The aborted() method is provided by the Apache::Connection class as a way of letting you know that there is no longer an open connection to the client so you can take appropriate action. One problem with this approach is that it is dependent on how much data you send to the client—aborted() will only return true after Apache flushes its print buffers. If you have a long running process that only sends out a bit of data at a time, or you aren't printing at all, it may be a while before you can detect a client disconnect using aborted().

For more granular control, you can take advantage of the fileno() method, also provided by the Apache::Connection class, as in the following package:

package Cookbook::CheckConnection;
use IO::Select;
use strict;
sub client_connected {
 my $c = Apache->request->connection;
 # First, check to see whether Apache tripped the aborted flag.
 return if $c->aborted;
 # Now for the real test.
 # Check to see if we can read from the output file descriptor.
 my $s = IO::Select->new($c->fileno);
 return if $s->can_read(0);
 # Looks like the client is still there...
 return 1;

The Cookbook::CheckConnection package offers the client_connected() utility function, which returns true if the client is still on the wire. After checking the status of the connection using aborted() (which has less overhead), the function checks the status of the output file descriptor using $r->connection->fileno() and the IO::Select module.

When called with no arguments, fileno() will return the output file descriptor, which can be used to check the status of the connection. Although calling $s->can_read() to check for a broken connection may seem counterintuitive, when the client aborts the connection Apache will populate the output file descriptor with a zero-byte packet available for reading.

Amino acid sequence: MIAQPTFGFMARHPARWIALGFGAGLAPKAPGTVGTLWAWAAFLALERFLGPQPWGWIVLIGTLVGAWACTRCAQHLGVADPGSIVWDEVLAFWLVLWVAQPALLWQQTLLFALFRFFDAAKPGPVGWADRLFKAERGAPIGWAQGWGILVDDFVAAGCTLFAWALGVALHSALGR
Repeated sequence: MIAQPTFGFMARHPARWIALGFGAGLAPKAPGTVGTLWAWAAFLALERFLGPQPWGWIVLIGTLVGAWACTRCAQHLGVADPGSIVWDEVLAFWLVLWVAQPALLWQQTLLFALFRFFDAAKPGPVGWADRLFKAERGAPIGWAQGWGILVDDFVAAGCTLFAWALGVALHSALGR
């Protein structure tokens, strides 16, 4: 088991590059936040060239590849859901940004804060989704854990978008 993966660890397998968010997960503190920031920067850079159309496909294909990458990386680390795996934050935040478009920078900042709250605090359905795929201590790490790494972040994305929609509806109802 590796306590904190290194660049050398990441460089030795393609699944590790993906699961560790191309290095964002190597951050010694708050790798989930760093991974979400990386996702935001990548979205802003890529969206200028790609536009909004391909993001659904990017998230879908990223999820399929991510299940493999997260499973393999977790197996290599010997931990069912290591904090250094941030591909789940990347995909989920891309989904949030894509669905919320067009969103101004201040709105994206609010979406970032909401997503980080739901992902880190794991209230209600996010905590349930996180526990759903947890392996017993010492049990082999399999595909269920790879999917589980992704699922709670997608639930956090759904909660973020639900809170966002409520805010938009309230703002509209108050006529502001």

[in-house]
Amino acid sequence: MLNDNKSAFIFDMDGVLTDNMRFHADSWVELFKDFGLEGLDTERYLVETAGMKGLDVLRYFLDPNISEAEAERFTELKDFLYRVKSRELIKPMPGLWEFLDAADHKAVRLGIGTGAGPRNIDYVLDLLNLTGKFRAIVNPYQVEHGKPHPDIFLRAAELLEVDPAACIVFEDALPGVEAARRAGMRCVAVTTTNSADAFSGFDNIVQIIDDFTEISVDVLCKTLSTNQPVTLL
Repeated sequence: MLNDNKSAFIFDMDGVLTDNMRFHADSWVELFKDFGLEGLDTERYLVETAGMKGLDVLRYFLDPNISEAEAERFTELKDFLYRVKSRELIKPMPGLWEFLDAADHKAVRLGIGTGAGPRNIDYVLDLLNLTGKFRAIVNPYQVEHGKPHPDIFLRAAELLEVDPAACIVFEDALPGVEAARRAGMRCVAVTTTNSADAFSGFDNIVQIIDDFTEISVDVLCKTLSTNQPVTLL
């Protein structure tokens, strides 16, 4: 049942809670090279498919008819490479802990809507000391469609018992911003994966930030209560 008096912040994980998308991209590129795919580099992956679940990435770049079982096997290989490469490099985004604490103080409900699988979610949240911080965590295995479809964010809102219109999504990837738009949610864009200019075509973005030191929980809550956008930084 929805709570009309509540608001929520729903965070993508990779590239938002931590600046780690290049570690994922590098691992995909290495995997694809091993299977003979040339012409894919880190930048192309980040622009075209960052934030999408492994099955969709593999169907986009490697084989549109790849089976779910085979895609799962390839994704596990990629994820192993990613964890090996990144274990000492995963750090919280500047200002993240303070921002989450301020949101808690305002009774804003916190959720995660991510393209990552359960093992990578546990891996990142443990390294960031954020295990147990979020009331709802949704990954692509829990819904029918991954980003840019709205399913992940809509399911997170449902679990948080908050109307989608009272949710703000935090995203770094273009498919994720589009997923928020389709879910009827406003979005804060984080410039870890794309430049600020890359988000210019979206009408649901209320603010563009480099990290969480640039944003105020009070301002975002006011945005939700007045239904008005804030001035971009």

You might use this new utility function from within a long-running or expensive process, such as when iterating through a fairly time-consuming database query, where the overhead of checking the client connection is worth the effort.

# Find shops in the vicinity of a given zipcode. We already
# have the latitude and longitude of the starting zip,
# as well as the search radius.
my $sql = qq(
 select shop.name, shops.address1, shops.city, shops.state,
     69*SQRT( POWER( (? - zips.latitude),2 ) +
     POWER( (? - zips.longitude),2 ) ) as distance
   from zipcodes zips, shops shops
    69*SQRT( POWER( (? - zips.latitude),2 ) +
    POWER( (? - zips.longitude),2 ) )
    <= ?
   and substr(shops.zip,0,5)=zips.zipcode
   order by distance
$sth = $dbh->prepare($sql);
# No sense executing this SQL nightmare if the client aborted.
return OK unless Cookbook::CheckConnection::client_connected();
$sth->execute($lat, $long, $lat, $long, $radius);
my ($name, $address, $city, $state, $distance);
$sth->bind_columns(\($name, $address, $city, $state, $distance));
while ($sth->fetch) {
 # Do something with the results...

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Copyright © Pearson Education and
Created: March 18, 2002
Revised: March 18, 2002

URL: http://webreference.com/programming/perl/cookbook/chap4/5.html